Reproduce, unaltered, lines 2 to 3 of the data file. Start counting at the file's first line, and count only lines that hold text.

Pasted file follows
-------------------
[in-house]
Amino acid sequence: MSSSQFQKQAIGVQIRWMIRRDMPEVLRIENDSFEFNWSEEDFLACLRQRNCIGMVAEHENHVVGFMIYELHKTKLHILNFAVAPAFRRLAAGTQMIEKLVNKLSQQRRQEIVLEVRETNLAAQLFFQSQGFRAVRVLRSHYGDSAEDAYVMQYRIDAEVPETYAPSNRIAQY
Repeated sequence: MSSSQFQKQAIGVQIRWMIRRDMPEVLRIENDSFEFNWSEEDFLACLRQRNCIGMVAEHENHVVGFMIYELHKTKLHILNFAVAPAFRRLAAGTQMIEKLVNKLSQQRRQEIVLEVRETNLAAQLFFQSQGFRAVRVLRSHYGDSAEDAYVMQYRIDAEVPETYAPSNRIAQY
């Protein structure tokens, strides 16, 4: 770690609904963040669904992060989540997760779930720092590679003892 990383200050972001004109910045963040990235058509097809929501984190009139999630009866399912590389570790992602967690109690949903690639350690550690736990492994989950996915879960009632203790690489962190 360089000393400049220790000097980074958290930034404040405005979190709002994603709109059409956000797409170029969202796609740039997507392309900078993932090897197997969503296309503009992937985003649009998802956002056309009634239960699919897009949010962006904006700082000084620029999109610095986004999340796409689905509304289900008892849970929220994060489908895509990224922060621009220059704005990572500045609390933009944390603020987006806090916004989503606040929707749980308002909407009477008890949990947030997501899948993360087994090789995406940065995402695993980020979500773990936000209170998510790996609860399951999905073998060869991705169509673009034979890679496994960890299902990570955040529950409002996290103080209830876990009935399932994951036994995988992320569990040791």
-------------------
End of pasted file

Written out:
Amino acid sequence: MSSSQFQKQAIGVQIRWMIRRDMPEVLRIENDSFEFNWSEEDFLACLRQRNCIGMVAEHENHVVGFMIYELHKTKLHILNFAVAPAFRRLAAGTQMIEKLVNKLSQQRRQEIVLEVRETNLAAQLFFQSQGFRAVRVLRSHYGDSAEDAYVMQYRIDAEVPETYAPSNRIAQY
Repeated sequence: MSSSQFQKQAIGVQIRWMIRRDMPEVLRIENDSFEFNWSEEDFLACLRQRNCIGMVAEHENHVVGFMIYELHKTKLHILNFAVAPAFRRLAAGTQMIEKLVNKLSQQRRQEIVLEVRETNLAAQLFFQSQGFRAVRVLRSHYGDSAEDAYVMQYRIDAEVPETYAPSNRIAQY